Joyner at 482, 374 S.E.2d at 613. As a result, “ ‘the full Commission has the duty and responsibility to decide all matters in controversy between the parties . . . even if those matters were not addressed by the deputy commissioner.’ ” Perkins v. U.S. Airways, 177 N.C. App. 205, 215, 628 S.E.2d 402, 408 (2006) (quoting Payne v. Charlotte Heating & Air Conditioning, 172 N.C. App. 496, 501, 616 S.E.2d 356, 360 (2005) (internal quotation marks omitted), appeal dismissed, 360 N.C. 483, 632 S.E.2d 489 (2006)), disc. review denied, 361 N.C. 356, 644 S.E.2d 231 (2007). Thus, the mere fact that a particular issue was not raised before a deputy commissioner does not, standing alone, obviate the necessity for the Commission to consider that issue.

*8As a general proposition, the appellate courts have looked to the contents of an appealing party’s Form 44, rather than to the record before the Deputy Commissioner, in order to identify the issues that were properly before the full Commission. In Payne, the Deputy Commissioner sustained the defendants’ objection to consideration of the plaintiff’s claim for death benefits. The plaintiff specifically assigned as error “the Deputy Commissioner’s decision” not to review the plaintiff’s claim for death benefits “in her Form 44, ‘Application for Review.’ ” Payne, 122 N.C. App. at 501, 616 S.E.2d at 360. In response to the defendants’ argument that the death benefits issue was not properly before the Commission, we held that:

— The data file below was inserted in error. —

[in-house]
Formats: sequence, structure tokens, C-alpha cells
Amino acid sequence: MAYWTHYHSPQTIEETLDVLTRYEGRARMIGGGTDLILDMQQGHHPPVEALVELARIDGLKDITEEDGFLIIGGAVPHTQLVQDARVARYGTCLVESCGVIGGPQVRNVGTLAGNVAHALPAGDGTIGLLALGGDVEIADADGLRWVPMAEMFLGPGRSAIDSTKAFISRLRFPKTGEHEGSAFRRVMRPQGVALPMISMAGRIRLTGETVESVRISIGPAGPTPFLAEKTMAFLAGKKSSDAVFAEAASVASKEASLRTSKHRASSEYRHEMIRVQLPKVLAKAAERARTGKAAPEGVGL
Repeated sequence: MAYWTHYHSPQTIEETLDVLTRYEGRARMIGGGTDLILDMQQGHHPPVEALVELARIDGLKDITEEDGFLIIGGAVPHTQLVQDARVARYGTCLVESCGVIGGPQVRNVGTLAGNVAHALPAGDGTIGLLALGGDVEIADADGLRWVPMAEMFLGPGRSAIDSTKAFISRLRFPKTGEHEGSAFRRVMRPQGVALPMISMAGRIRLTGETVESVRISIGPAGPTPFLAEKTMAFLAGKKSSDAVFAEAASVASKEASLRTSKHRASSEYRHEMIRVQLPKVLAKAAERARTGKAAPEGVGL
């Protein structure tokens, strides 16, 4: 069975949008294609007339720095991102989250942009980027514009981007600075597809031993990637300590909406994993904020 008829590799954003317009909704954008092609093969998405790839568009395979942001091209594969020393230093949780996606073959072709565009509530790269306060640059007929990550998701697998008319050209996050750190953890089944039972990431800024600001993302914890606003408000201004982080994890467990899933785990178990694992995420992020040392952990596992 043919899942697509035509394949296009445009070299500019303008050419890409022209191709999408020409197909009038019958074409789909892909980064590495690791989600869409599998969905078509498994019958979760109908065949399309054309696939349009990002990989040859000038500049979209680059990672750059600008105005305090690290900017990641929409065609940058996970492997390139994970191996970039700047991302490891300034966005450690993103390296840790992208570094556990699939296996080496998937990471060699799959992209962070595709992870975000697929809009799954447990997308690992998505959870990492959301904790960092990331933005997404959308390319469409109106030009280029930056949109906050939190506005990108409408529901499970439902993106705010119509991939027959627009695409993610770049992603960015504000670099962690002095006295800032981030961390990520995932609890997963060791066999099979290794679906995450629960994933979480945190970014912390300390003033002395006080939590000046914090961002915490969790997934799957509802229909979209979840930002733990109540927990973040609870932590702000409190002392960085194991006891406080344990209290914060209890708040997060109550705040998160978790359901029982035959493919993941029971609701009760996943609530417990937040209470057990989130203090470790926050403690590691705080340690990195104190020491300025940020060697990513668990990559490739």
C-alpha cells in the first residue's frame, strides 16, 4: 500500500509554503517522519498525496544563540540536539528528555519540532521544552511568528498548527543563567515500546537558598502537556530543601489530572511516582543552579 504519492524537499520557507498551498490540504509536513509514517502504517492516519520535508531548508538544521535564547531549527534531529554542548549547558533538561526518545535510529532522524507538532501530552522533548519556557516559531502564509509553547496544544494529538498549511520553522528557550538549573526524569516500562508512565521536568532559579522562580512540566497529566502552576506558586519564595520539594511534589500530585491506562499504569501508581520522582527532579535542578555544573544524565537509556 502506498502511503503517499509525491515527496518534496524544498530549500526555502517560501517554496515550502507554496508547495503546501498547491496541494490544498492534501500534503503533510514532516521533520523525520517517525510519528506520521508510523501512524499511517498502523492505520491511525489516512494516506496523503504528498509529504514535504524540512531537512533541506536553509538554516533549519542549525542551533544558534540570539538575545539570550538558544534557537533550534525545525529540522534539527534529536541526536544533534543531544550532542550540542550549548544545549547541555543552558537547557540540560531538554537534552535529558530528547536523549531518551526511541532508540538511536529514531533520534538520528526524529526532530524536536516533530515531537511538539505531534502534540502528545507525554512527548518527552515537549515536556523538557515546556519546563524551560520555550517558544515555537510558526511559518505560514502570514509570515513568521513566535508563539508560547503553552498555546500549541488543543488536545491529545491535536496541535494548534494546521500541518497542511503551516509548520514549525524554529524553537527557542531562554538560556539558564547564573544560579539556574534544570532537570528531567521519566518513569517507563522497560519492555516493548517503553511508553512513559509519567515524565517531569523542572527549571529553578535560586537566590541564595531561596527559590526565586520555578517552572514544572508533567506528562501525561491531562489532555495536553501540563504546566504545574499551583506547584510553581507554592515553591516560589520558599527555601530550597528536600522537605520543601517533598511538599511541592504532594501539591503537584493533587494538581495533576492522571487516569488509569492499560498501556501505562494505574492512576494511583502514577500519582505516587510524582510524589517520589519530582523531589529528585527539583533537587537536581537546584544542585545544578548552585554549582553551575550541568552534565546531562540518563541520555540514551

[A] “plaintiff, having appealed to the full Commission pursuant to [N.C. Gen. Stat. §] 97-85 and having filed his Form 44 ‘Application for Review,’ is entitled to have the full Commission respond to the questions directly raised by his appeal.” Thus, once plaintiff included the issue of death benefits in her Form 44, defendants were on notice that the Full Commission would be required to address that issue.

Payne at 501, 616 S.E.2d at 360 (quoting Vieregge v. N.C. State University, 105 N.C. App. 633, 639, 414 S.E.2d 771, 774 (1992)). Likewise, in Hurley v. Wal-Mart Stores, Inc.,_N.C. App ._, 723 S.E.2d 794 (2012), the defendants, who had appealed from a deputy commissioner’s order to the Commission, identified two issues in their Form 44. The Commission failed to decide the specific issues listed in the Form 44 and addressed other issues instead. On appeal, we stated that “the full commission addressed issues other than the award of attorney’s fees, although this was the only issue raised by defendants’ Form 44 Application for Review” and held that “[t]he full commission did not have authority to address these additional issues under the Workers’ Compensation Rules of the North Carolina Industrial Commission.” Hurley,_N.C. App at_, 723 S.E.2d at 796. Similarly, in Vieregge, 105 N.C. App. at 639, 414 S.E.2d at 774-75, we held that the “plaintiff, having appealed to the full Commission pursuant to [N.C. Gen. Stat. §] 97-85 and having filed his Form 44 ‘Application for Review,’ is entitled to have the full Commission respond to the questions directly raised by his appeal;” that the Commission “entered an order affirming the decision of the Deputy Commissioner as if it were an appellate court;” and that, “[a]s we have said previously, the North Carolina Industrial Commission is not an appellate court.” (citing Joyner, 92 N.C. App. 478, 374 S.E.2d 610). *9Thus, this Court has consistently utilized the issues outlined in the appealing party’s Form 44 for the purpose of identifying the issues that the Commission was required to address on appeal from an order entered by a deputy commissioner.